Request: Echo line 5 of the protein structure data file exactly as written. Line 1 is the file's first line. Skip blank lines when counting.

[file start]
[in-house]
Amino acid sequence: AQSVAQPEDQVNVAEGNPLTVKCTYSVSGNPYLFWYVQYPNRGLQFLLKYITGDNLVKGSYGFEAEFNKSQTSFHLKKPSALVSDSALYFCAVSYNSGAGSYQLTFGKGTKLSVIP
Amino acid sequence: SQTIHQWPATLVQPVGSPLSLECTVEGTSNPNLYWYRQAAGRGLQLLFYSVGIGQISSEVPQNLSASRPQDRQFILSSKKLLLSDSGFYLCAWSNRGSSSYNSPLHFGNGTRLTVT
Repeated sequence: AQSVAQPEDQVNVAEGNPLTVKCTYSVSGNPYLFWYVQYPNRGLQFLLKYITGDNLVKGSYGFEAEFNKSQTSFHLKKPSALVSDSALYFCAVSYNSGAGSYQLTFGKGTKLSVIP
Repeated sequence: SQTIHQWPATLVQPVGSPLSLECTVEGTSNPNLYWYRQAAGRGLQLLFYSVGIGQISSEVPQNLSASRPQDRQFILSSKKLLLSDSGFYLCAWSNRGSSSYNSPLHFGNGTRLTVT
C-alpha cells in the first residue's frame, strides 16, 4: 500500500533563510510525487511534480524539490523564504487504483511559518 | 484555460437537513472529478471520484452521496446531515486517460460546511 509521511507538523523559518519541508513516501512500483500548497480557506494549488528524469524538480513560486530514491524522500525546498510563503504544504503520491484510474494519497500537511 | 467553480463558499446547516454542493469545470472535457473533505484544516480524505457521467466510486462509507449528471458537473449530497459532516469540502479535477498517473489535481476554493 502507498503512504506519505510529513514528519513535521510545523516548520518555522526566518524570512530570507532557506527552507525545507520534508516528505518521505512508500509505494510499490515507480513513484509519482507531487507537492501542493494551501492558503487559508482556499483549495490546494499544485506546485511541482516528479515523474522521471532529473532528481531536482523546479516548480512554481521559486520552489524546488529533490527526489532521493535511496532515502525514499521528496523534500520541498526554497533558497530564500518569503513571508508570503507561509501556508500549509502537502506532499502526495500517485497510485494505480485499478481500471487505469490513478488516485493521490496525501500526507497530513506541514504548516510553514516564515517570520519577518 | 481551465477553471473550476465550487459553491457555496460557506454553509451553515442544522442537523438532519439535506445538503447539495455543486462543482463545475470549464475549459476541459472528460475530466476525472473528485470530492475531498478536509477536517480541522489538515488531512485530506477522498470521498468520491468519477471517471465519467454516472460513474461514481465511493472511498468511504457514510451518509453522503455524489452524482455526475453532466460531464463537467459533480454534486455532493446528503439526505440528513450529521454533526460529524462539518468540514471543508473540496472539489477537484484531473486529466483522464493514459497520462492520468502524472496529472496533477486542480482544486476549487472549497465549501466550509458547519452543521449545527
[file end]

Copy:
Repeated sequence: SQTIHQWPATLVQPVGSPLSLECTVEGTSNPNLYWYRQAAGRGLQLLFYSVGIGQISSEVPQNLSASRPQDRQFILSSKKLLLSDSGFYLCAWSNRGSSSYNSPLHFGNGTRLTVT